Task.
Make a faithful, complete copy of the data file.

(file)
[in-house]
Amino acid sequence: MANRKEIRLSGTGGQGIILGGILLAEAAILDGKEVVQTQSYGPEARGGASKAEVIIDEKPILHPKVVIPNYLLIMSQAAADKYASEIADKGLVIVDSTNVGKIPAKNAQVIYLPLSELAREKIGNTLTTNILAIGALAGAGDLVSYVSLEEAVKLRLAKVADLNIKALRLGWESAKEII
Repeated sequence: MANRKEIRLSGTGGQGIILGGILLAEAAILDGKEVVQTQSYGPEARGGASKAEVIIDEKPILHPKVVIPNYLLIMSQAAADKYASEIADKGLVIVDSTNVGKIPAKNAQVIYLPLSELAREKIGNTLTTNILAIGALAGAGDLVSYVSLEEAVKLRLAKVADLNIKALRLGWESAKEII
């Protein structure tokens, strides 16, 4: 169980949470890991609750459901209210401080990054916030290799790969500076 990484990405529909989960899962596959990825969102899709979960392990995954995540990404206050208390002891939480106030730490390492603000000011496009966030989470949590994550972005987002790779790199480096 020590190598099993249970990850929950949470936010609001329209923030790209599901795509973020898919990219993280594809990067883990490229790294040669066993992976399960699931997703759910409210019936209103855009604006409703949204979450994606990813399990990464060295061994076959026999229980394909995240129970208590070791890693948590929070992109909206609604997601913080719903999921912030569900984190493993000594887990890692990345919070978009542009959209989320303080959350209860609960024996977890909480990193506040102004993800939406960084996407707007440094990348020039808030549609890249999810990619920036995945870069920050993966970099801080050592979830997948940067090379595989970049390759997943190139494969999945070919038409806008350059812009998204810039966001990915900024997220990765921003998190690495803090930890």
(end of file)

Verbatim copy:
[in-house]
Amino acid sequence: MANRKEIRLSGTGGQGIILGGILLAEAAILDGKEVVQTQSYGPEARGGASKAEVIIDEKPILHPKVVIPNYLLIMSQAAADKYASEIADKGLVIVDSTNVGKIPAKNAQVIYLPLSELAREKIGNTLTTNILAIGALAGAGDLVSYVSLEEAVKLRLAKVADLNIKALRLGWESAKEII
Repeated sequence: MANRKEIRLSGTGGQGIILGGILLAEAAILDGKEVVQTQSYGPEARGGASKAEVIIDEKPILHPKVVIPNYLLIMSQAAADKYASEIADKGLVIVDSTNVGKIPAKNAQVIYLPLSELAREKIGNTLTTNILAIGALAGAGDLVSYVSLEEAVKLRLAKVADLNIKALRLGWESAKEII
């Protein structure tokens, strides 16, 4: 169980949470890991609750459901209210401080990054916030290799790969500076 990484990405529909989960899962596959990825969102899709979960392990995954995540990404206050208390002891939480106030730490390492603000000011496009966030989470949590994550972005987002790779790199480096 020590190598099993249970990850929950949470936010609001329209923030790209599901795509973020898919990219993280594809990067883990490229790294040669066993992976399960699931997703759910409210019936209103855009604006409703949204979450994606990813399990990464060295061994076959026999229980394909995240129970208590070791890693948590929070992109909206609604997601913080719903999921912030569900984190493993000594887990890692990345919070978009542009959209989320303080959350209860609960024996977890909480990193506040102004993800939406960084996407707007440094990348020039808030549609890249999810990619920036995945870069920050993966970099801080050592979830997948940067090379595989970049390759997943190139494969999945070919038409806008350059812009998204810039966001990915900024997220990765921003998190690495803090930890």